Dealing with your emotions

Blackberries

Cancer can cause a flood of emotions for you and your loved ones. And your feelings may change often, and without warning.

What do you feel?

When you have cancer, it's common to go through any or all of these feelings:

  • anger, fear, or worry
  • not believing that you have cancer
  • feeling out of control or unable to care for yourself
  • sadness, guilt, or loneliness
  • no hope for the future

There's no one way to feel about cancer — or to respond to those feelings — but here are some strategies that can help you cope.

Explore your feelings

Woman meditatingUse mind-body practices — such as guided imagery, meditation, and breathing techniques — to relieve stress, anxiety, and pain, and help you feel better.

Try to maintain a sense of optimism. It's normal to feel down sometimes, but a positive attitude can help you cope. If you're struggling to find the positive, talk to your care team about whether you may have depression.

Explore the benefits of faith and prayer in the healing process. Many people rely on their spiritual or religious beliefs to help them manage illness. 

Get support

Sharing your feelings with others can help lower your stress level. If you don't want to talk to someone, writing down your fears may also help you feel better.

Woman using a tabletTalk with loved ones. A serious illness can either strain or strengthen a relationship. Learn tips for talking about cancer.

Ask for help. You may find it hard to deal with your medical care and decisions and accomplish daily tasks, like shopping, bills, and household chores. Let your family, friends, church or synagogue, and community groups know how they can help you.

Connect with others who understand what you are going through. Find classes and support groups or explore an online community for people who have cancer.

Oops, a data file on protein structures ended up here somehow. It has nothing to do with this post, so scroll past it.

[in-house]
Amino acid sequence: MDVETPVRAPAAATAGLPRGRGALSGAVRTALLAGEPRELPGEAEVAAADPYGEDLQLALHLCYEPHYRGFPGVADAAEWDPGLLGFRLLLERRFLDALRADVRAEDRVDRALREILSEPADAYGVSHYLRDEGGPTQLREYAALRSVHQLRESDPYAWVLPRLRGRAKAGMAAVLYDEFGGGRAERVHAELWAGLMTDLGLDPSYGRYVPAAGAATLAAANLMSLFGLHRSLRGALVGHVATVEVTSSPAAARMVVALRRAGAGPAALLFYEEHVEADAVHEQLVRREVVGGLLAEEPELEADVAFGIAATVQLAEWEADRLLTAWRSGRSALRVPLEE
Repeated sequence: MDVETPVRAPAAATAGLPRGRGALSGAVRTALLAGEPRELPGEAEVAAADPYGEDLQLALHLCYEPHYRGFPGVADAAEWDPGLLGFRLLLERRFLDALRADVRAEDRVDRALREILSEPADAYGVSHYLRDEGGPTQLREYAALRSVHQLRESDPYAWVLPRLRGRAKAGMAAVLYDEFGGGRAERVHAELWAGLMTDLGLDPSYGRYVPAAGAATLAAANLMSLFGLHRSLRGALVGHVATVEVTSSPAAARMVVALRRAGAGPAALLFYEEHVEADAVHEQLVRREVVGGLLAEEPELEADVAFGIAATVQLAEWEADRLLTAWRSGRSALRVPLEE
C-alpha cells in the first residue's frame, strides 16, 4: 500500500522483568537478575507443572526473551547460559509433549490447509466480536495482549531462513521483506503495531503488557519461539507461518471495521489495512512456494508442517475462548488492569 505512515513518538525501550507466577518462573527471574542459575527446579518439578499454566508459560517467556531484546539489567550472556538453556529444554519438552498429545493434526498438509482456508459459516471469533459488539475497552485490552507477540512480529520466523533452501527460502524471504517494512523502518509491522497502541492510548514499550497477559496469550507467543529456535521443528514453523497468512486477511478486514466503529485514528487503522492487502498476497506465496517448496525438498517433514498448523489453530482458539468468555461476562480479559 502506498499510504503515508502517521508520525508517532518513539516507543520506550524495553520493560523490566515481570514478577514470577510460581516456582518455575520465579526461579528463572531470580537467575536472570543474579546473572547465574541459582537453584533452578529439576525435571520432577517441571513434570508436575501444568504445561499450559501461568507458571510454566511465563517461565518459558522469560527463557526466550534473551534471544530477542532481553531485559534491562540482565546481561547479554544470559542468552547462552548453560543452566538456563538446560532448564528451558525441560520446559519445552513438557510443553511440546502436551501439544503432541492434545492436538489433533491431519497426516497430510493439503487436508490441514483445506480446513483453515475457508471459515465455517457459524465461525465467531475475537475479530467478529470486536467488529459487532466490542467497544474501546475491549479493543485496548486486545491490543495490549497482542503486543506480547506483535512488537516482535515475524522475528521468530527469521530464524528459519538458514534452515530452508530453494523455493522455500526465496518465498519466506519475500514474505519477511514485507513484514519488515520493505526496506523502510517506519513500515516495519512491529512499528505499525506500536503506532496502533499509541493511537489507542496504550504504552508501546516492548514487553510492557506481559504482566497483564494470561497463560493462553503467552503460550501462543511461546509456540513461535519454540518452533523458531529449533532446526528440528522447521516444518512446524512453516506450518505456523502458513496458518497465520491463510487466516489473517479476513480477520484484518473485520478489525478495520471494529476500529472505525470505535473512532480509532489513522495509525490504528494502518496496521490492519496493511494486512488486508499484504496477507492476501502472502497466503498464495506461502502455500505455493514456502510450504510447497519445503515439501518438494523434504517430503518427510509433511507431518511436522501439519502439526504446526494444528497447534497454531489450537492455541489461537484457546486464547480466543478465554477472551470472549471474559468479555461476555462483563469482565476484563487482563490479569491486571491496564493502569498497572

Talk to a counselor if you need help coping with your feelings. Counseling is available through our Mental Health, Behavioral Health, or Psychiatry departments. Search for services in your area.

Enjoy your favorite things

When you feel up for it, make time for pleasurable activities — especially those you have liked doing in the past.

Take care of yourself

You may feel more optimistic when you're getting enough sleep and light exercise, when you're up for it.

  • If you're having trouble sleeping, find out what you can do to relieve your sleep problems.
  • Try walking, when you're up for it. Studies suggest that people who stay active during cancer treatment may respond better to treatment, reduce the risk of the cancer recurring, and live longer. 

What if cancer recurs?

Sometimes cancer continues to grow or spreads to other organs, even though you're receiving treatment. At some point, you may need to make a decision about whether to continue to try to cure the cancer. Get help deciding if you should continue treatment.

Reviewed by: Michael Russin, MD, February 2016
Additional Kaiser Permanente reviewers

© 2016 Kaiser Permanente

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